Restart, a new domestic abuse service being launched across 5 London boroughs from November 2021, is aiming to keep families safe at home by responding more effectively to the person causing harm. The pilot project has been designed to address two major gaps in current provision:
- Training and supporting children’s social care teams to recognise patterns of abusive behaviour as early as possible, ensure specialist support for victims and respond directly to the person causing harm before abuse continues or escalates.
- Support for housing teams in the development of new approaches to domestic abuse and family safety. This includes, where appropriate, access to accommodation pathways for the person causing harm in order to keep families safe at home whilst creating space for action and change.
Multi-agency working has been repeatedly highlighted as paramount to effective interventions with perpetrators of domestic abuse and keeping victims safe,. Restart will harness this to prevent continued abuse and increase the safety for the whole family. The pilot will use specialist domestic abuse services to ensure access to dedicated support for victims and provide behaviour change intervention for perpetrators. Alongside this, Restart will provide specialist ‘Safe & Together’ training for social workers to enable them to confidently identify perpetrators and support families. It will also support housing teams in the design and implementation of safe accommodation models for perpetrators and pathways centred on keeping victims safe.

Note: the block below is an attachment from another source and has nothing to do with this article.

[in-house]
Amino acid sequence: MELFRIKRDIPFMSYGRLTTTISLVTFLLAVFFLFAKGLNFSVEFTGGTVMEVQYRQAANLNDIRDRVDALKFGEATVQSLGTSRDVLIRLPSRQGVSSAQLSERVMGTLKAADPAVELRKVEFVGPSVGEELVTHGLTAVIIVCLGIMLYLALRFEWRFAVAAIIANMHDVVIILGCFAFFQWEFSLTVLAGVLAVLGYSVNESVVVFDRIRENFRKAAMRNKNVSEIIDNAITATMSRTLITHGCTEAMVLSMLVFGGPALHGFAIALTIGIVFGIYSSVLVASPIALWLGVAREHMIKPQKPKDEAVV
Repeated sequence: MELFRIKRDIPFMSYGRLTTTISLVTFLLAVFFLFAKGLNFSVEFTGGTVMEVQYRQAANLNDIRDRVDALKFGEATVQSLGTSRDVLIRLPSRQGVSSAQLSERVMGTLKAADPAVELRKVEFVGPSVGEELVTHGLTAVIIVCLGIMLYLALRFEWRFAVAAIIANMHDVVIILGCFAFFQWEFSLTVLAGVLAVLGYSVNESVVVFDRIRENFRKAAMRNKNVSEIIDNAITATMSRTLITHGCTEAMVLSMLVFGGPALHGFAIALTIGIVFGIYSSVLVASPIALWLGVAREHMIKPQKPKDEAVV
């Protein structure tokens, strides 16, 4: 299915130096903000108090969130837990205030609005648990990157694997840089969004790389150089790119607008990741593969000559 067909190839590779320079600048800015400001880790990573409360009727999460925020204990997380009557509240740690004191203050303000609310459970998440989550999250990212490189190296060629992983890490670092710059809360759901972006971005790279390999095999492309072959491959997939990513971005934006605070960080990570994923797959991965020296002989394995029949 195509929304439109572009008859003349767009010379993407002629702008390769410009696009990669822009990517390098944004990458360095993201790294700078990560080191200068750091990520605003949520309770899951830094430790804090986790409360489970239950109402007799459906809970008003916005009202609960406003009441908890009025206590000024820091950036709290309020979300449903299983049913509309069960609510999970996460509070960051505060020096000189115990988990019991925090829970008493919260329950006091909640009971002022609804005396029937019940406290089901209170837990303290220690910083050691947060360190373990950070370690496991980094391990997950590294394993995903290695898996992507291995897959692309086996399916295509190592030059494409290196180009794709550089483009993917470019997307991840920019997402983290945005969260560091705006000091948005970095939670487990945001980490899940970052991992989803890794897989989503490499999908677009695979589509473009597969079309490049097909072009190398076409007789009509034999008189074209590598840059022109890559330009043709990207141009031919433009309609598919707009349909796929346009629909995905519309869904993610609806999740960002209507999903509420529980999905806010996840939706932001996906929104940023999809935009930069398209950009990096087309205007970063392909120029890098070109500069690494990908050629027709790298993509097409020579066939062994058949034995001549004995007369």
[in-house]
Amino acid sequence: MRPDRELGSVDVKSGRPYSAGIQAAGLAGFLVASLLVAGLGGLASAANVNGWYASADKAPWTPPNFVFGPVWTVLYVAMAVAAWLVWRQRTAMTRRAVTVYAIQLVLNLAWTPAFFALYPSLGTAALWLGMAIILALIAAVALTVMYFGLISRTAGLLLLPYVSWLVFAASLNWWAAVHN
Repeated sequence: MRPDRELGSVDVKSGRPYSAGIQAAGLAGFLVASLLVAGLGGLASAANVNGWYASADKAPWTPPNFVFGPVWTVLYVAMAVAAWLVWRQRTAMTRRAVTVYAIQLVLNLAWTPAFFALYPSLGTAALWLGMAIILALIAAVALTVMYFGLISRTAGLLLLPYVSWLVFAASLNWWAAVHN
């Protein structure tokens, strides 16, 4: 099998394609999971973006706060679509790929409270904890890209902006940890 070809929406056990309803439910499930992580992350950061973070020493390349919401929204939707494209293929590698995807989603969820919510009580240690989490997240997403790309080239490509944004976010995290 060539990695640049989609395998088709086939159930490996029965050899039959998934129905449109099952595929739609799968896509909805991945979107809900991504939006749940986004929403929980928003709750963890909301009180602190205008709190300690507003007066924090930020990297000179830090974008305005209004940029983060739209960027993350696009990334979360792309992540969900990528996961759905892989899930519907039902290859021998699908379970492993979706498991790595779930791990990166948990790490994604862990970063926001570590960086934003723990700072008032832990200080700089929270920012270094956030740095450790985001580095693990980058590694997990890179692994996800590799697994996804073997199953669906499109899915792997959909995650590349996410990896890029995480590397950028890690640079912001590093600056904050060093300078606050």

Kyla Kirkpatrick, Director of Drive said:
“We believe that domestic abuse is not acceptable or inevitable. Restart will shift the focus from primarily expecting the victim to shoulder the burden of responsibility to ‘be a better parent’ onto perpetrators taking responsibility for their behaviour, expecting them to make a change and supporting them in this change. We must do all we can to make sure that families can stay safe in their own homes.”
The pilot, delivered by Respect, SafeLives, Social Finance, Domestic Abuse Housing Alliance (DAHA) and Cranstoun, will build on learning and development from a Covid-19 emergency response to domestic abuse that was trialled in London in 2020/21. The Mayor’s Office for Policing and Crime (MOPAC) and the Home Office have provided £900,000 of funding for an initial year of delivery in Camden, Croydon, Havering, Sutton and Westminster.
At a recent launch event, speakers from across the partner organisations involved in Restart discussed how perpetrator work is of growing importance in the implementation of the MOPAC VAWG strategy and emphasised the need to be bold in challenging the status quo when it comes to interventions for perpetrators of domestic abuse.